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A South Sudanese Story of Hope

William Ongoro receiving the Livia Award 2016 in Copenhagen for ‘acting bravely and wisely in the painful and violent conflicts in South Sudan’.
William Ongoro receiving the Livia Award 2016 in Copenhagen.

The bi-annual Livia Peace Price 2016 was awarded to William Ongoro for acting bravely and wisely in the painful and violent conflicts of South Sudan.

By Vibeke Quaade

Copenhagen. Nov. 2016. When William Ongoro, Coordinator of the National Platform for Peace and Reconciliation in South Sudan, enters the stage at the Livia Foundation’s bi-annual prize ceremony in Copenhagen, he invites the audience of about 200 people to stand up and hold each other’s hands.

This is a symbol that illustrates the strongest, the weakest and the disparity and dependability between South Sudan, Gaza, Aleppo and other war-torn places, where women, children and men suffer, and the Europeans and Danes that sympathize with us,” he says.

The tone is struck. After such a beginning, no one is in doubt of what William Ongoro stands for. He has turned us, the audience, into a living sculpture of the Livia Foundation’s motto “Peace building is always a collective responsibility”.

He has obliged us to comply with it.

War child

William Ongoro is 38 years old. He was born and raised in Juba, the capital of South Sudan.

Most of his life, he has lived in war. He was five when the 2nd Sudanese Civil War broke out in 1983 between Northern and Southern Sudan. It lasted until a peace agreement was reached in 2005.

South Sudan gained its independence in 2011. Two years later the new country was plunged into a brutal military conflict by warring political interests causing immense suffering among the civilian population (see box).

Nevertheless, William Ongoro believes in peace.

“Peace is fundamental for anything else. Nothing can grow without peace,” William Ongoro emphasizes during his acceptance speech for the Livia Award.

Peace builder

The following day William Ongoro explains how he became a peace builder.

It’s winter and temperatures are below freezing point. We are at the International Press Center’s premises in central Copenhagen. Even inside the building William Ongoro still wears the woolen scarf and winter jacket that he uses to protect himself against the cold outside. But the warmth and enthusiasm of his eyes and voice are not to be mistaken as he tells his story.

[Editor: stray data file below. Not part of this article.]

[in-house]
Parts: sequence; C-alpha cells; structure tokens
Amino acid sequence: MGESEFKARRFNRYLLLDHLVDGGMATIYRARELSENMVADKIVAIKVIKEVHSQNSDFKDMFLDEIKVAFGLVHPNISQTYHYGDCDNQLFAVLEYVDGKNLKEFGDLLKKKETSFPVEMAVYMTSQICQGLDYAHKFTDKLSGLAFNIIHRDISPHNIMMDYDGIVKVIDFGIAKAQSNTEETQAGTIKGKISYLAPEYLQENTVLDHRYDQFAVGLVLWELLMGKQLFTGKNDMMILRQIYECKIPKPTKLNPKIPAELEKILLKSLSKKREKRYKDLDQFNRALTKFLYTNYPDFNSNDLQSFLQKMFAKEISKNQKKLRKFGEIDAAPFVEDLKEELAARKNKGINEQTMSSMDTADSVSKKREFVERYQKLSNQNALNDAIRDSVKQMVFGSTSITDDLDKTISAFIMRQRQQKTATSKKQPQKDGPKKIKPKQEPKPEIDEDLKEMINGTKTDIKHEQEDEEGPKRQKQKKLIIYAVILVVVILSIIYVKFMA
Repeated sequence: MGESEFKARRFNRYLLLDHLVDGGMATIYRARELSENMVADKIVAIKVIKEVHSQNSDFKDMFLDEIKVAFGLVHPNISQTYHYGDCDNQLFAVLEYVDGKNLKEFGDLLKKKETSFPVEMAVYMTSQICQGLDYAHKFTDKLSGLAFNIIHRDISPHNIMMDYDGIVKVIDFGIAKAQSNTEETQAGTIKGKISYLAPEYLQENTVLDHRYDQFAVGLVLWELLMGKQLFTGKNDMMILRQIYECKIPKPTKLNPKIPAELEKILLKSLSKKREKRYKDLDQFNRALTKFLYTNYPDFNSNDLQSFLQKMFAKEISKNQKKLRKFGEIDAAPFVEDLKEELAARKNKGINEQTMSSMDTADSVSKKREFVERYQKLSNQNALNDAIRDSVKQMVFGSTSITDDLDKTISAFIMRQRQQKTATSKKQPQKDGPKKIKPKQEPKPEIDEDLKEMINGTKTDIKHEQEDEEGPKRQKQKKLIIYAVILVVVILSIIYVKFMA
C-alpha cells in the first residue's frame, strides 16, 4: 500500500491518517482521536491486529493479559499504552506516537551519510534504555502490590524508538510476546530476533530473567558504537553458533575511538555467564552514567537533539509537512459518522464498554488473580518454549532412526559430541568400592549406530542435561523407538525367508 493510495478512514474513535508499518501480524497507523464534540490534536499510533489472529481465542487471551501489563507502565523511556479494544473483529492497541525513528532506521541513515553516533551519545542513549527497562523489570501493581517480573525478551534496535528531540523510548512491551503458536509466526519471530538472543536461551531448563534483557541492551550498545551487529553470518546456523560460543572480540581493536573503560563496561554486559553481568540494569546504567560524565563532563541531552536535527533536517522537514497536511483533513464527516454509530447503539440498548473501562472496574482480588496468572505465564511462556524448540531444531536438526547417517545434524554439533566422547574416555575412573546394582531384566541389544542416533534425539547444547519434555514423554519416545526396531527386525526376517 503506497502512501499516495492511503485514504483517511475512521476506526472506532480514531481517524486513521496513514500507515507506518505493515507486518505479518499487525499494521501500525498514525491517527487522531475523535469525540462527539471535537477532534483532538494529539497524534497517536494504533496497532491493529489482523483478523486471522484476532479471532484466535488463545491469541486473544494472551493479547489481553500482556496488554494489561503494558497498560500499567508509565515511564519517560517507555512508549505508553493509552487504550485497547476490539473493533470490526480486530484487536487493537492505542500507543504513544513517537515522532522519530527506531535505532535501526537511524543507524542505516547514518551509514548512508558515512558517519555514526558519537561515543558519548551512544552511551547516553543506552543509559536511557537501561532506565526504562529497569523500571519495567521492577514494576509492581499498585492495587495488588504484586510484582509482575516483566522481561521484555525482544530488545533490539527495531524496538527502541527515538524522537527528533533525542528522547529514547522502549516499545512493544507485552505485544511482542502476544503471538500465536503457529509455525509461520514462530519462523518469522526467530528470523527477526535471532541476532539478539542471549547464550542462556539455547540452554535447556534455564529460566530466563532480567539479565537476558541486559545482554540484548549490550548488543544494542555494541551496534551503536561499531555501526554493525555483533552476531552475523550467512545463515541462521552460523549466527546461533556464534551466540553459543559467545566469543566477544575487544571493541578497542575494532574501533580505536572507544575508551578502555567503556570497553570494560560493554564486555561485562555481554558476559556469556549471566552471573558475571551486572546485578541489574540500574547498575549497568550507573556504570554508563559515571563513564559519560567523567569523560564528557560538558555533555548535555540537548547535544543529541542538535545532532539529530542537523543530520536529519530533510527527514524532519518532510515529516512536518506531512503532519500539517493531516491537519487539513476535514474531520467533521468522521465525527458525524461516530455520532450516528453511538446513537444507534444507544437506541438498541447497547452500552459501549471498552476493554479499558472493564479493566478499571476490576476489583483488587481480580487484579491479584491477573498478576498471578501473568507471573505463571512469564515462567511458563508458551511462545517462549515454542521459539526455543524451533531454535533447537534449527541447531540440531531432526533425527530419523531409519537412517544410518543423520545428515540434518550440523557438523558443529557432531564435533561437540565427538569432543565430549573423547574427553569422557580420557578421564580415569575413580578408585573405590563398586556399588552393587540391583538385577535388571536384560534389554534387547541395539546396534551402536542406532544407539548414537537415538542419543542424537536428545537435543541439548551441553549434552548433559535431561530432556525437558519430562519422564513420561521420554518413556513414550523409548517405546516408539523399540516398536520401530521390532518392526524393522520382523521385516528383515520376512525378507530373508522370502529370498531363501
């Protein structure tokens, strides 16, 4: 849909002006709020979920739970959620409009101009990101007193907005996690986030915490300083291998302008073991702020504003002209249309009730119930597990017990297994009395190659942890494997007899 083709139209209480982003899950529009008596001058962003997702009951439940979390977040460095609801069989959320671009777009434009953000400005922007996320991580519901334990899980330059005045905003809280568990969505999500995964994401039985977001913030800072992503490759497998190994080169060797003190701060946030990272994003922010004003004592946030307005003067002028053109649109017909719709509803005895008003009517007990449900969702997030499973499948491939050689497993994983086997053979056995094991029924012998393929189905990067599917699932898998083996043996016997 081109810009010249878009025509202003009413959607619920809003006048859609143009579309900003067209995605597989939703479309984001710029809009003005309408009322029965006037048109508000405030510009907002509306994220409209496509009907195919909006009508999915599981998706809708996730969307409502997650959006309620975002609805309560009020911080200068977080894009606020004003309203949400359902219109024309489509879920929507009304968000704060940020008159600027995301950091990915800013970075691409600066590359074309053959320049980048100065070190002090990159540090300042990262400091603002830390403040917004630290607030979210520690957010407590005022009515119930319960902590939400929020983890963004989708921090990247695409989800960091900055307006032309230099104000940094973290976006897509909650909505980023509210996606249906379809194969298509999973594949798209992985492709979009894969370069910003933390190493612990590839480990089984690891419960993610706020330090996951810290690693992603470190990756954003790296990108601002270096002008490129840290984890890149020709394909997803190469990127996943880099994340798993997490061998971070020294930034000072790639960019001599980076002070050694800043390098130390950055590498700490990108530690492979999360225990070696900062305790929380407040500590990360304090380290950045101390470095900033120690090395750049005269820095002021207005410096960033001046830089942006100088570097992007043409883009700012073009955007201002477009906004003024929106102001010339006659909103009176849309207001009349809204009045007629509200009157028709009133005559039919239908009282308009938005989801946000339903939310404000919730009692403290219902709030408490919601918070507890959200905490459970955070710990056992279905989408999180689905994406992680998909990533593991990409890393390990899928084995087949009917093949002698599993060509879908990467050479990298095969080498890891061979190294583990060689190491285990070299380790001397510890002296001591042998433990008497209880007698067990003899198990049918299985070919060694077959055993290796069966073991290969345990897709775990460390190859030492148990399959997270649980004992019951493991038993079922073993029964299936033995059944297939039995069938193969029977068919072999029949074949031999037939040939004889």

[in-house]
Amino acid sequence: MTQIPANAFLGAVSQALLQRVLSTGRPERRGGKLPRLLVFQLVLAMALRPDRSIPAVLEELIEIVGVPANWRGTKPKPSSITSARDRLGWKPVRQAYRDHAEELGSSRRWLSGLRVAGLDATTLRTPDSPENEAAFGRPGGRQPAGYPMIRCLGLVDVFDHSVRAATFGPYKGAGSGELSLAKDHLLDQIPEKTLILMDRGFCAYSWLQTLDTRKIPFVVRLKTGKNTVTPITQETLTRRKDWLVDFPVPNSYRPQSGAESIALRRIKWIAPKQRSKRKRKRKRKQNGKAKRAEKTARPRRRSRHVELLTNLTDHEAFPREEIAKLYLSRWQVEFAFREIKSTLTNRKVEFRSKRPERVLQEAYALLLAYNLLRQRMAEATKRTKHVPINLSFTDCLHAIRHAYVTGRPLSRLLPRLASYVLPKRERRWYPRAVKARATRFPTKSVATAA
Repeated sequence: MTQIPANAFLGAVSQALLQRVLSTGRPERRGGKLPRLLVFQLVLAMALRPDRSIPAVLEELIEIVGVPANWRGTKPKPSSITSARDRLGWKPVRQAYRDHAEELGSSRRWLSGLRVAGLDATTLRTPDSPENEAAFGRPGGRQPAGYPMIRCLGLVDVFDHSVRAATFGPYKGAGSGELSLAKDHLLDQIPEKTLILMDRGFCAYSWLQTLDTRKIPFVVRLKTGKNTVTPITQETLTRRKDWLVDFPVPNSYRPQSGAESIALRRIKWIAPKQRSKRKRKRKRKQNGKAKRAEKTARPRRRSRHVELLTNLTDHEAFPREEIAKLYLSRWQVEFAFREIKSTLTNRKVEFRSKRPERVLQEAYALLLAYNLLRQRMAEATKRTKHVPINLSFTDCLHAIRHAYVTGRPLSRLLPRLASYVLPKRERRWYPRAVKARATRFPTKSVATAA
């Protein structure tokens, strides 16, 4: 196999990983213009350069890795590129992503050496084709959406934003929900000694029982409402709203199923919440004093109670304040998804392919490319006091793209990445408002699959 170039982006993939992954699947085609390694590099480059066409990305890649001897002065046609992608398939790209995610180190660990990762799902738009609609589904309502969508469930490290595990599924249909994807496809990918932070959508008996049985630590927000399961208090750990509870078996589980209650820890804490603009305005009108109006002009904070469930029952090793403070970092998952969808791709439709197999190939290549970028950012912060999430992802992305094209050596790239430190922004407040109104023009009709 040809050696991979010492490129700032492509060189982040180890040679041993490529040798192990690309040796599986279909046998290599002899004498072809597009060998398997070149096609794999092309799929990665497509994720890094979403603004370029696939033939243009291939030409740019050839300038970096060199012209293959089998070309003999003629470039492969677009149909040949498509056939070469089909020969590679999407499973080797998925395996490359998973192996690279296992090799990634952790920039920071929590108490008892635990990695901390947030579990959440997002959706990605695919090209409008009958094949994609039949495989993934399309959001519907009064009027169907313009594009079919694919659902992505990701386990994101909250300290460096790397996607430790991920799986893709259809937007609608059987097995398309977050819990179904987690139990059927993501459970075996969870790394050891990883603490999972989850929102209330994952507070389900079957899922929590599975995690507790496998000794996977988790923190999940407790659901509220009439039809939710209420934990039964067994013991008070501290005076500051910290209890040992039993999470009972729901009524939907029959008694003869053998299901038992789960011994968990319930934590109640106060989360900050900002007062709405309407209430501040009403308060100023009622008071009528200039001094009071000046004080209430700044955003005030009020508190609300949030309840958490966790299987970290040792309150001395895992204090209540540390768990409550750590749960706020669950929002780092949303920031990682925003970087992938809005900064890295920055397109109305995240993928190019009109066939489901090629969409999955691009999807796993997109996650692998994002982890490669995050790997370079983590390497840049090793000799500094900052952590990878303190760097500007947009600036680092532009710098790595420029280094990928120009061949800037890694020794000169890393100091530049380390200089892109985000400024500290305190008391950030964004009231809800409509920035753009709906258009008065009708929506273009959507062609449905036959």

New beginning

Two years ago, in 2014, William Ongoro went to see his boss. At that time he was the head of Oxfam Ibis humanitarian work in South Sudan. He felt stuck in his job and felt as if he could not fully fulfill it. He holds a Master’s in Development Studies from University of Juba, but the theoretical concepts that had sounded so convincing in the classrooms, were hard to implement in real life.

William was looking for advice from his boss on how to combine theory with practice in a meaningful way to increase the impact.

“I am forever grateful for his reaction. He listened carefully to me. Then he said he would think about what we could do,” William Ongoro explains.

A few weeks later, he encouraged William Ongoro to apply for a capacity building short course in Conflict Transformation and Conflict Sensitive Programming offered by Danida Fellowship Centre (DFC).

Game changer

The course became the needed game changer for William Ongoro. First, he attended a two-week workshop in Uganda together with participants from a dozen other countries. Later, he travelled to Denmark for a week-long course.

William Ongoro explains that the learning methodologies used during the course were highly interactive both regarding the analytical and skills oriented parts. The trainers used case studies, role-plays, reflective exercises and made great use of the participants’ practical experience.

“I realized that many of the problems communities face in South Sudan are similar to the ones in Sierra Leone, Kenya, Burundi and Ghana. The Europeans have their wrangles and difficulties sorting them out. I learned that wherever you go, mutual dialogue is a key tool in conflict resolution,” he says.

By the time the DFC course was ending, William Ongoro knew that he had to embark on a journey of reconciling conflicting communities in his war-torn home country.

Reconciling communities

In 2015, he took up the position as coordinator of the National Platform for Peace and Reconciliation in South Sudan, an umbrella organisation of 74 civil society organisations.